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                                                                   FROM OUR COUNTRY KITCHEN
     For some time now, Pauline Austerfield has been publishing recipes in the Village Voices magazine, under the heading 'From Our Country Kitchen'.
     This is a chance to see them all.  They are shown below in date order - the most recent first. 

     Click on the month of the recipe that you require, or here for an alphabetical index.  

     Artwork by Pauline as well. 
      2011  December     Pumpkins and Squashes  
               November      Bolotti Beans with Sage and Borlotti Hummus
               October        Chaffcombe Apple Pudding and Peperoni alla Piemontese
               September    Greek Courgette Pie and a Courgette Side Dish 
               August          Pastry with Quark and Vegetable & Blue Cheese Tart
               July              Clafoutis 
               June             Wimbledon Cake 
               May              Pork with Rhubarb
               April              Nettle Rarebit
               March           Rocket and Potato Soup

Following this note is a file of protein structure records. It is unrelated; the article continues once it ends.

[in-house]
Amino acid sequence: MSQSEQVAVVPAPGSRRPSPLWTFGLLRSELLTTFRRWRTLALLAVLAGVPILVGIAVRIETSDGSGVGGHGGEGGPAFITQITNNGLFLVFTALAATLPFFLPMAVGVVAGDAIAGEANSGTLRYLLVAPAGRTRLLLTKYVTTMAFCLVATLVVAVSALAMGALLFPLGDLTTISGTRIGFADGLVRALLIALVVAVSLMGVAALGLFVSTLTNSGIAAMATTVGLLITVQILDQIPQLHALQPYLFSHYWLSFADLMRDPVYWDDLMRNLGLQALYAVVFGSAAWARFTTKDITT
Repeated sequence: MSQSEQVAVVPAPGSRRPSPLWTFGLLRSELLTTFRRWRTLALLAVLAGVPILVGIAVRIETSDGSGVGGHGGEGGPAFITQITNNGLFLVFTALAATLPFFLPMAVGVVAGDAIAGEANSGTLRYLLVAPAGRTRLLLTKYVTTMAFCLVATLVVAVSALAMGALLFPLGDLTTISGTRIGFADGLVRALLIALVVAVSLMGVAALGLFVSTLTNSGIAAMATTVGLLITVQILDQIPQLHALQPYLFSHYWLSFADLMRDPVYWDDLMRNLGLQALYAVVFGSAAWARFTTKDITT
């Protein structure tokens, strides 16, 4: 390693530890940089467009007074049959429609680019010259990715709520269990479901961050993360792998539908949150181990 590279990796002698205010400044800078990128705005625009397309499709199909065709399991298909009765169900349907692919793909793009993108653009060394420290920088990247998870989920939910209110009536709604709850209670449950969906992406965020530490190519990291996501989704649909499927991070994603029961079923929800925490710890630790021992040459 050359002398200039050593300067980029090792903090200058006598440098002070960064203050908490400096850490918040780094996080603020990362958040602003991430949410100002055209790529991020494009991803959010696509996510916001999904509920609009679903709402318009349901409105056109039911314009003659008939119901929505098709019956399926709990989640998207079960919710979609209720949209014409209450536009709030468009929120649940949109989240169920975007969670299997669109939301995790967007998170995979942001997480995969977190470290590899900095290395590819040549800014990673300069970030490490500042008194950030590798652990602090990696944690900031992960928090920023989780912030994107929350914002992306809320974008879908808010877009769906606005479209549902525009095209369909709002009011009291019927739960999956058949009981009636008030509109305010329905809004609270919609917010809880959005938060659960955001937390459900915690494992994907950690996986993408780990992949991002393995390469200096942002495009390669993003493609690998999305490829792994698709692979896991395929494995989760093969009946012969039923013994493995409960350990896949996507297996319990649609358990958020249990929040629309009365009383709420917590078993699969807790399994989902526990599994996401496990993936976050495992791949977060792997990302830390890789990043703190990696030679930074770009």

January         Pheasant with Apples

      2010  December     Roasted Pumpkin Soup
               November      Hotpot of Sausages and Apples 
               October         Poached Pears 
               September    (i) Half Tomatoes and (ii) Courgette Cake 
               August         Greek Salad and Feta, Potato & Rosemary Bread
               June             Elderflower Cordial
               May              Rhubarb and 'Heaven and Earth'
               April              Lemon Curd
               March           Rabbit and Apple Casserole
               January         Vegetable Soup

      2009  December     Focaccia Bread    
               November     French Onion Soup and Shallot Tart
               October        Baking Potatoes
               September    Damson Compote, Baked Figs, Blackberries and Apple
               August         Summer Fruit Trifle